But I could not write. Not a word of it. I was 45 years old and unemployed, without a pension, seven years after having put myself in debt to start a Ph.D in order to be more employable here in the narrow professional horizons of this small town. (Don’t laugh. I didn’t know better.) I felt like I’d spent seven years gaslighting myself.
I understood I was a fool. I figured I better not out myself as a fraud, too: the one thing still going for me was the privilege of a network-based reputation that got me invitations (and plane trips on which I could break out my Word doc).
If I said out loud that I was basically, finally, fully uncoupled from the academy, would I be tanking that too?
Reputation is hard to eat, but people sometimes do pay well when they fly you far away to talk. So I shut up. My precarity is generational. We had to buy my mother an apartment last summer, due to a combo of crap circumstances – lifelong renter, landlord moving in, housing crisis in the city – and bad timing. I had enough money squirrelled away from speaking gigs for a down payment on a clean little place for her. I was proud of that. I shut up.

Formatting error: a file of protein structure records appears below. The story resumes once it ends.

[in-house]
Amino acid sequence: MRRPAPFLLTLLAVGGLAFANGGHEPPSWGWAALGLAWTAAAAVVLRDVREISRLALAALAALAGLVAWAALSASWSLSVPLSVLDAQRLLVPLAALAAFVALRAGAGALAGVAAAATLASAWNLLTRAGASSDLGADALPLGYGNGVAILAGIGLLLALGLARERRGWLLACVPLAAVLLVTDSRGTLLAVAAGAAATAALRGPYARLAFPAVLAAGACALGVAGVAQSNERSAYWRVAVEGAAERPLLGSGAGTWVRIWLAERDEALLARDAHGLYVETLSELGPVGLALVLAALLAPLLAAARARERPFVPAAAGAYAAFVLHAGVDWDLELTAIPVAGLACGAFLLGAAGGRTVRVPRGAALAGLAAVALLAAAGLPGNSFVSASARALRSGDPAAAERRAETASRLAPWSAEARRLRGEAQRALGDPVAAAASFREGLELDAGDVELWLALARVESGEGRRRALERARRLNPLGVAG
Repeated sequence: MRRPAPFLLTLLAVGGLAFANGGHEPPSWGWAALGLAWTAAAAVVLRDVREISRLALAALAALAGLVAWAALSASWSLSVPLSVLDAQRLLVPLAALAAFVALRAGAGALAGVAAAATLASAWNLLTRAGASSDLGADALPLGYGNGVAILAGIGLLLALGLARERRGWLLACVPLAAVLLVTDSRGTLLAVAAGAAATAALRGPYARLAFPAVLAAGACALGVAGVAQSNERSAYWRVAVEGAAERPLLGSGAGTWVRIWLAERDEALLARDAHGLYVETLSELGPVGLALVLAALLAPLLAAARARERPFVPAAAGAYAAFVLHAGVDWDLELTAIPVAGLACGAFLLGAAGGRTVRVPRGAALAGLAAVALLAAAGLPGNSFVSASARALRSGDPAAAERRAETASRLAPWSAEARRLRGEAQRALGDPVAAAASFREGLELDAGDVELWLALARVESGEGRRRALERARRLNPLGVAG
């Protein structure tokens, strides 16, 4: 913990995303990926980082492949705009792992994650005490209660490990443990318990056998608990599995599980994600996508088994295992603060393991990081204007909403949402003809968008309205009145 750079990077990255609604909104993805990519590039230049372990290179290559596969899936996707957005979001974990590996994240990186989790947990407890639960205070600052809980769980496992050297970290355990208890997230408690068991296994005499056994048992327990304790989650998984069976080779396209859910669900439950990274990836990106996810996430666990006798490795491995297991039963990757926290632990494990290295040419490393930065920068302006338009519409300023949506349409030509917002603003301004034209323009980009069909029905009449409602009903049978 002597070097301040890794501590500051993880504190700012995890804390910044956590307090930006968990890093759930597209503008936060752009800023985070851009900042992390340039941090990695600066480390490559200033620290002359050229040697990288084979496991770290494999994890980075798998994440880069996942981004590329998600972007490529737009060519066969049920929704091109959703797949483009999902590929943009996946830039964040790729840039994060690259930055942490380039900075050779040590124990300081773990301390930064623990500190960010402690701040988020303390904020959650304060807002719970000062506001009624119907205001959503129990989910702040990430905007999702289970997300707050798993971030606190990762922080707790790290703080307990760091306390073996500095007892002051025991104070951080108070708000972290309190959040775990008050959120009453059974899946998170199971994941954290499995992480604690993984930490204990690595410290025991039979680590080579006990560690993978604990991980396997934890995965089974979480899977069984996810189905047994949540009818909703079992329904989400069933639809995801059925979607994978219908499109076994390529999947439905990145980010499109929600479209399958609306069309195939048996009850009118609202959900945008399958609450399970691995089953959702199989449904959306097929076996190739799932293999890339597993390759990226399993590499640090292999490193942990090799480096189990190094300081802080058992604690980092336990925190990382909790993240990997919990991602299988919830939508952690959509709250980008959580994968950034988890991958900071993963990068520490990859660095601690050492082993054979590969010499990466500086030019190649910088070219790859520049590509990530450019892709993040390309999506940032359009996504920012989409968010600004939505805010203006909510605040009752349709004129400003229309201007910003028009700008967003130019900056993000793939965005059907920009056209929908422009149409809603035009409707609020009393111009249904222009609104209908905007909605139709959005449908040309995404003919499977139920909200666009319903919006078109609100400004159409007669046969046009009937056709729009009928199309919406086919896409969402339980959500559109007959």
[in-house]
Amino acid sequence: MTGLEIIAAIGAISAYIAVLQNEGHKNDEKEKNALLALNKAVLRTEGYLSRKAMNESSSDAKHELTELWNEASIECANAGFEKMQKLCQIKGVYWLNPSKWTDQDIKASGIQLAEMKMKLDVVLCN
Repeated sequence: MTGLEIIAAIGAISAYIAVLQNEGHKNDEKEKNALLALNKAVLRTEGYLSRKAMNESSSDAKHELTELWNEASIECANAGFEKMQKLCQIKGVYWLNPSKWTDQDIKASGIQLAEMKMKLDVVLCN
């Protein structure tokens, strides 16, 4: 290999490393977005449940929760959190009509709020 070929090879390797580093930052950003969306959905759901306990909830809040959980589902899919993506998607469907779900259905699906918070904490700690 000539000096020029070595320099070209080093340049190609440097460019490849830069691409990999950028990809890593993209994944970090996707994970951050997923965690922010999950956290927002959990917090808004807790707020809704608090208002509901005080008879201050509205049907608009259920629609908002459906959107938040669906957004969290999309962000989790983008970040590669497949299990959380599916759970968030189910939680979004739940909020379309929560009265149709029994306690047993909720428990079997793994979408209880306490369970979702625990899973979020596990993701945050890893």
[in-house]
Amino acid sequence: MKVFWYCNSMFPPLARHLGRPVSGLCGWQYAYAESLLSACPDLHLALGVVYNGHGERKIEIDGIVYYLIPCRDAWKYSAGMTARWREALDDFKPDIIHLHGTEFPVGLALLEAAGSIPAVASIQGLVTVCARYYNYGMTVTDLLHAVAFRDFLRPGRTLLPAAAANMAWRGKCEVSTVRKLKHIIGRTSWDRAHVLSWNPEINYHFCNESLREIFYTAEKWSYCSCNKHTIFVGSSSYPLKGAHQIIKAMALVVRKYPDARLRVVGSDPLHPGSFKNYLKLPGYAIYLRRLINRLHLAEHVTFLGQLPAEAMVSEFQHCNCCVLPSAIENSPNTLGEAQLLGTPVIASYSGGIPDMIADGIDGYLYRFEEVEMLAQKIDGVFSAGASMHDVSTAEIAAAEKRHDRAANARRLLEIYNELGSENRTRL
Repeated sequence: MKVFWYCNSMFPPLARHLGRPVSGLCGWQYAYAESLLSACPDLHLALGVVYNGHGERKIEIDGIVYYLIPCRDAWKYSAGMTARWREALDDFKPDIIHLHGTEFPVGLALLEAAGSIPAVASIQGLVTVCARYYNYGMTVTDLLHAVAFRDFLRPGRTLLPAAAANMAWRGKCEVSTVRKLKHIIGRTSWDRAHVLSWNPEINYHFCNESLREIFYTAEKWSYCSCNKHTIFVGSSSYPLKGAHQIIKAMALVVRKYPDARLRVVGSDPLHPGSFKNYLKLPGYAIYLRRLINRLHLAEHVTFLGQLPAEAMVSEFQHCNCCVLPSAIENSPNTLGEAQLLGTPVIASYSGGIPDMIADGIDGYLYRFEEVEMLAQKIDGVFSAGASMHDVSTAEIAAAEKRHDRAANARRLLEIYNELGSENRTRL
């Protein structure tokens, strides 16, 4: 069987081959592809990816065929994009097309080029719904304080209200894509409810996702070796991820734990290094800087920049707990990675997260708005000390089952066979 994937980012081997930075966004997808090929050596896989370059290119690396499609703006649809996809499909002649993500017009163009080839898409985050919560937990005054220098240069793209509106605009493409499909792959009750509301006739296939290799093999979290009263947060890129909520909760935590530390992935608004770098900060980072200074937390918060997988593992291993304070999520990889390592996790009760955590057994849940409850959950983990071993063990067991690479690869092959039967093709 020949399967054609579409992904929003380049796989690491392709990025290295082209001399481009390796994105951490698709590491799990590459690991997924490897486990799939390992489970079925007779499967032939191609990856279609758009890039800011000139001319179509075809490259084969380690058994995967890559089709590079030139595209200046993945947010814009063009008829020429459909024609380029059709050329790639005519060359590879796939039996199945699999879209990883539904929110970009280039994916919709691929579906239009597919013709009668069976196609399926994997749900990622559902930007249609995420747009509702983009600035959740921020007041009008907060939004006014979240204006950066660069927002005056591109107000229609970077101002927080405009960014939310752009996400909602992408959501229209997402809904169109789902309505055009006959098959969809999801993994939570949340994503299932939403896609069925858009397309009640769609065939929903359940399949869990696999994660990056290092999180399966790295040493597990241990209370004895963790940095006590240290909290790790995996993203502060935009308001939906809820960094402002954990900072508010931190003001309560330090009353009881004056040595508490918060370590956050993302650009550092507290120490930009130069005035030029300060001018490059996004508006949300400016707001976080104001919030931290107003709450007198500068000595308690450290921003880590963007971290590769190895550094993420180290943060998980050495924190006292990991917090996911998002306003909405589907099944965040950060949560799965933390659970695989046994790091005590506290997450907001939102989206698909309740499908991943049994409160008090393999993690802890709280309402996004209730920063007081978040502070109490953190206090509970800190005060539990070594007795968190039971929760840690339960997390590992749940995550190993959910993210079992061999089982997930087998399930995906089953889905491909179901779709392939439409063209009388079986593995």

In the fall, I went back to the university to a staff job I like. I thought I’d write but I didn’t.
And then the other academic job I’d applied to? They called.
Starting July 1, I will be Assistant Professor of Online Pedagogy and Workplace Learning at the University of Windsor. In Ontario. Right across from Detroit. Totally NOT PEI. Totally cool, though.
Dave signed a contract for work there this past week, as interim Manager of an, erm, Medical Education program. We sold our house. We got our financing on a new house last night. It’s an unfortunate minty-Kermit green but…everything we need. It all still feels vaguely surreal to me, but…everything keeps working out.
People in Windsor seem wonderfully friendly. I am excited to do the job. I get a research fund: I haven’t even had access to a travel fund for years. I GET A PENSION. I GET A PENSION. That deserves to be said twice.